Dutch agricultural minister Jozias van Aartsen will open the university academic year on 1st September. The take-off of the Knowledge Centre Wageningen, the merger between WAU and the DLO institutes for agricultural research, will be the main item in the minister's speech. Wageningen has a new Executive Board and Supervisory Board. The three executive managers, who will give an opening speech as well, are looking for a temporary place of residence outside the WAU and DLO buildings, in order to be able to supervise the merger in an unbiased environment
As the new Board starts, vice-chairman Henk van den Hoofdakker leaves the University. He has worked at WAU for 27 years - first organising academic discussions of general interest, then as head of the Personnel Department, followed by a period as Secretary of the University and finally as member of the board. Van den Hoofdakker is an optimist by nature, but he is disappointed by the continuous cutbacks the University has suffered at the hands of the government during the past years. These measures really kept me awake at night. Although the influence of both government and industry on university policy has increased, the University cannot and should not be consultant to the government and industry, states Van den Hoofdakker. As an optimist he adds that the professors will not be open to this type of dependency anyway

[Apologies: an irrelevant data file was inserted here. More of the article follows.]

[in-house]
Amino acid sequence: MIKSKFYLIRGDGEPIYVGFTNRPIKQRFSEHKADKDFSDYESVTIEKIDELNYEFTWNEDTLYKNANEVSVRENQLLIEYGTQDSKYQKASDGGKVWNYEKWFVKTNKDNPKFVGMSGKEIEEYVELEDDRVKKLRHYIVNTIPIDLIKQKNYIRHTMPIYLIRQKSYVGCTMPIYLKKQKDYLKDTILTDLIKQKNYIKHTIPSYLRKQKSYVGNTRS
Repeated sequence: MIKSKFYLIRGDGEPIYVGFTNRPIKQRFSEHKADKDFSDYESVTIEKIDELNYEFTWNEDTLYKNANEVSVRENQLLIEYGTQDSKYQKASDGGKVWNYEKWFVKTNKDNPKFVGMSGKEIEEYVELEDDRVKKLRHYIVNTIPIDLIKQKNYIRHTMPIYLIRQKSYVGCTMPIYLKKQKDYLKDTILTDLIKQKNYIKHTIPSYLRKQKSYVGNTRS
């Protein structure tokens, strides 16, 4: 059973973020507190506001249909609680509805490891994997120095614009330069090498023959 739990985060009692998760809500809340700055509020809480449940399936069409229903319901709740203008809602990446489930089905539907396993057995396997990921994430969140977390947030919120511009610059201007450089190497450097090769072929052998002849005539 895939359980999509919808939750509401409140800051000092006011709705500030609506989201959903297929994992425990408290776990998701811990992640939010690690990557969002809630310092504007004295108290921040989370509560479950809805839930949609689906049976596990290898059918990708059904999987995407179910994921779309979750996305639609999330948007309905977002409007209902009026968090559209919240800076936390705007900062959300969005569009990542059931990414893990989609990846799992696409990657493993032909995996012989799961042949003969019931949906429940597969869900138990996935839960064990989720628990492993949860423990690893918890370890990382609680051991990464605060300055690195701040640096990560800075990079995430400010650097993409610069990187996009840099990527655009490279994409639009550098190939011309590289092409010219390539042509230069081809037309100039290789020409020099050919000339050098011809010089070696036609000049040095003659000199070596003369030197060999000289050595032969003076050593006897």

Dutch agriculture is heavily dependent on fertilizers. As a result of these inputs, an environmental overload of nitrogen and phosphates is inevitable, states a report from the Dutch Council for Agricultural Research. Dutch farmers could manage without fertilizers and make use of the manure produced by cattle and pigs without losing productivity, provided they receive more information and instruments to manage the nutrients in the production system more effectively. The use of fertilizer could then be reduced by eighty percent. However, Dutch farmers are still advised to use a lot of fertilizer. This advice is based on outdated and erroneous tests, argues production ecologist Egbert Lantinga
Most Dutch students need to take a job while studying, because they cannot live on the grant from the government any more. But no problem: It's great, says Economics student Jan Pieter de Lugt, who is a bus driver for two days a week. He likes a chat, the pay is OK and he's not interested in watching TV. Puck Knipscheer washes dishes in an old people's home, which was not pleasant during the summer: I lost four litres of sweat in a few hours! But she needs two hundred guilders a month extra to cover her study and living expenses. Christine van der Vorm phoned people for a telemarketing company for three days a week and cleaned toilets. It won't make her rich. I need the money the fill the hole in my pocket.